FORT McCOY, Wis. -- For Sgt. Dustin Crotinger, days during the Combat Support Training Exercise are so long, they often don't end until tomorrow.

"I was out until 2 a.m. last night, which can be kind of typical," said Crotinger, a transportation specialist with the 232nd Base Support Battalion who is attached to First Army for the CSTX. "Being an observer coach/trainer, we're there until the training is done. We train to standard, not time. But that's my favorite part of this, just being out with the troops and being able to see their improvement during their time out here."

This month, thousands of Soldiers are taking part in the CSTX, which is designed to assist combat service and combat service support units in planning, preparing, supervising and executing pre-mobilization during a collective training event.

First Army Soldiers are serving as OC/Ts, a role that has them helping to guide the units to achieve their commanders' training objectives. It usually makes for long but productive days, like the ones Crotinger puts in.

"It's a lot of work, but it's great to be able to … help Soldiers train so that they are ready to go overseas and defend our country," Crotinger said. "For an OC/T, the key is being organized and knowing the doctrine of the unit you're working with."

As their title says, OC/Ts observe, coach, and train, and also work with their counterparts' subject matter experts, said Capt. Michael Rear, an OC/T with First Army Division West's 4th Cavalry Brigade.

"We are here so the units can better pinpoint and identify some of the difficulties they are having and try to give them a way ahead and steer them so they can better figure out what mission they should be doing and help guide them in the right direction."

Rear stressed that the OC/T's role is leading the units to self-awareness. "The key is letting them discover their own mistakes and strengths. We don't dictate to them or critique them," he said. "We don't say, 'Hey, you messed up.' Rather, we will add our input, and eventually they will realize what they did well or where they need work. They will learn themselves what they need to work on."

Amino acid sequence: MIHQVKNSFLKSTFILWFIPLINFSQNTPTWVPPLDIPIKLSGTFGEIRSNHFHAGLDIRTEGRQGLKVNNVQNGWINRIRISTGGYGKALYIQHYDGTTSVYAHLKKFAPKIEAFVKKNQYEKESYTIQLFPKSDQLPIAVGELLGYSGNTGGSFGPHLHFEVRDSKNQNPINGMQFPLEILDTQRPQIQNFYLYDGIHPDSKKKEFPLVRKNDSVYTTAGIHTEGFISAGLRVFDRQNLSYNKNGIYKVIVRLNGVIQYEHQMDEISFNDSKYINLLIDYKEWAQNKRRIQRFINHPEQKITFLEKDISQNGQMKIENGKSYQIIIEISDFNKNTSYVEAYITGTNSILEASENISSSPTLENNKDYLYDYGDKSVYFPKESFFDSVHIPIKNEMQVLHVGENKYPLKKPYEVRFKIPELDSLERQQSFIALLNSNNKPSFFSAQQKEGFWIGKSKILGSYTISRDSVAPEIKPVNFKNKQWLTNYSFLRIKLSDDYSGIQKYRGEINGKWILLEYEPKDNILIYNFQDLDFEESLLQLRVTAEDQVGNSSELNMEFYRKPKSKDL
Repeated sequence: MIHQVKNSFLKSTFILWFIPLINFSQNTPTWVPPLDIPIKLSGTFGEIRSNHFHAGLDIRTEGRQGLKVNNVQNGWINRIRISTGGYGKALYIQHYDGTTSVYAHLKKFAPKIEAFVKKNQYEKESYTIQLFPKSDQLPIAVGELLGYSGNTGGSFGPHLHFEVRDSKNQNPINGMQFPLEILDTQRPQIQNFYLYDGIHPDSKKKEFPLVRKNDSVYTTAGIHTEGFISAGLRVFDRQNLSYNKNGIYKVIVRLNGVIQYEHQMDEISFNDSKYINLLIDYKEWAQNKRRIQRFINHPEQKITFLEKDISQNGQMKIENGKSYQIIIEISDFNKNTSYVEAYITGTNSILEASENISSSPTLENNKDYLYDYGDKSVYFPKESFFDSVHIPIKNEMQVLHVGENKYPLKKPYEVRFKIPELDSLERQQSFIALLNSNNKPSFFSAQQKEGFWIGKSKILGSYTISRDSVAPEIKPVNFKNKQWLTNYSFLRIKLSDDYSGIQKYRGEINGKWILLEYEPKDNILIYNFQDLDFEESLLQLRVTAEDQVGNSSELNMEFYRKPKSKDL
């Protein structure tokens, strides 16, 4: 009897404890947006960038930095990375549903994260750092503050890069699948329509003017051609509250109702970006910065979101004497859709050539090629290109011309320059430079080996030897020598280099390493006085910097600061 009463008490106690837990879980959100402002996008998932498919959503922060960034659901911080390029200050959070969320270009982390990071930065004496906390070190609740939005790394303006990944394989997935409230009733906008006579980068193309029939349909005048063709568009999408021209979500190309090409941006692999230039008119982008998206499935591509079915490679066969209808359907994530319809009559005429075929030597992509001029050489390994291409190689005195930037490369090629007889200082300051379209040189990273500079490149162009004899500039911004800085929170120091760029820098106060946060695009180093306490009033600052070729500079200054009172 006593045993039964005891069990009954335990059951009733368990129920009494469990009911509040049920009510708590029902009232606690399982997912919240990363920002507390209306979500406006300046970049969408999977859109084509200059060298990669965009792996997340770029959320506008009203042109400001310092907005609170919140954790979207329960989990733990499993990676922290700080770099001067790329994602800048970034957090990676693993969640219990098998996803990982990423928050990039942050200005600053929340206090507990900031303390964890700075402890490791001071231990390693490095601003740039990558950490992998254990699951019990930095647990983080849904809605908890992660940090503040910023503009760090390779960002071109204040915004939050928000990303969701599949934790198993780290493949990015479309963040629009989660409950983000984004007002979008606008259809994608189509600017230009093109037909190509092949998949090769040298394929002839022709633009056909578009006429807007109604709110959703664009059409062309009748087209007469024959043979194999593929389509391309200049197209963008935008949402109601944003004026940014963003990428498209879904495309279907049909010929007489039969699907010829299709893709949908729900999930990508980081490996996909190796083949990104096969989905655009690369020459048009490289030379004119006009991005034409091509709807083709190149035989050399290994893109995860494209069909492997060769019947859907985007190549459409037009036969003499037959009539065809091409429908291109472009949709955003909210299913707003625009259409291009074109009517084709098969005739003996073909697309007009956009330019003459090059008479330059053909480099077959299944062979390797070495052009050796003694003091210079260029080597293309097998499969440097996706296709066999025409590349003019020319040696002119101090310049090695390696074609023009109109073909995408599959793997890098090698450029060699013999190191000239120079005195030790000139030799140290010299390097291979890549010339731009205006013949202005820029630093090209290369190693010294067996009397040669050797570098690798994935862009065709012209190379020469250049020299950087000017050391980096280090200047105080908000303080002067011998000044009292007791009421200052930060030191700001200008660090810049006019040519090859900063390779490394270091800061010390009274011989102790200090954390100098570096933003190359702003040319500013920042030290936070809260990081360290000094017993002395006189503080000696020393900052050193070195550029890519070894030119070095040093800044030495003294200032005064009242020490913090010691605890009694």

"Some of the units in the CSTX are in their Preparation Year Three, meaning this is the year before they go into their final evaluation to prepare for their available year," said Command Sgt. Maj. Jeffrey Dillingham, First Army Division West's senior enlisted Soldier. "So we task-organized across each organization so we could best support them and meet their commanders' needs in their deployment requirements."

OC/Ts consider where units are in the readiness cycle, he added.

"There are different units at different levels," Dillingham said. "Not all of them are at the same point in the readiness cycle. We have an MP unit out here that is going to deploy next year, so we are trying to mirror this training event to their real-world mission and set them up for their final validation."

But, according to Dillingham, wherever a unit is in the readiness cycle, the keys for First Army include being flexible and continually learning.

"Every unit has a different wartime mission and commander's training objective," he said. "Between our First Army Academy, and being continually trained on how to provide feedback and facilitate After Action Reviews, and finding subject matter experts to work with, we can help set the units up for success. And if we do that, it makes us successful."

The Soldiers going through the CSTX report that First Army is indeed helping the units achieve their goals.

"There are long days because there a lot of different training requirements and benchmarks to meet," said Spc. Jose Vicencio, a welder with the Army Reserve's 950th Support Maintenance Company from Los Alamitos, California. "And the OC/Ts are helping with that. They are knowledgeable about what they are doing, and they don't tell us what to do. They ask questions that help us assess what our best course of action might be, but they don't dictate anything. They are very helpful."

Agreed, says Cadet Kekupafa Pratt from the University of New Mexico.

"It's been a very good learning experience. The OC/Ts have been extremely helpful," he said. "It's been a lot more than just as assessment that you pass or you failed. They really help us drill down and recognize and correct the deficiencies. And by doing that, we get a lot more training value out of it."

For Spc. Breanna Jones, a supply specialist with the Army Reserve's 639th Transportation Company from Bedford, Virginia, that level of specificity makes the CSTX more challenging, but also more rewarding.

"The OC/Ts have some detailed, complex questions, but I like that because it forces us to think about what we're doing out here, and what our mission is, and what we're supposed to be taking away from this," Jones said.

It's all paying off, she added. "I've learned a lot more out here than I've gotten in any of my other training."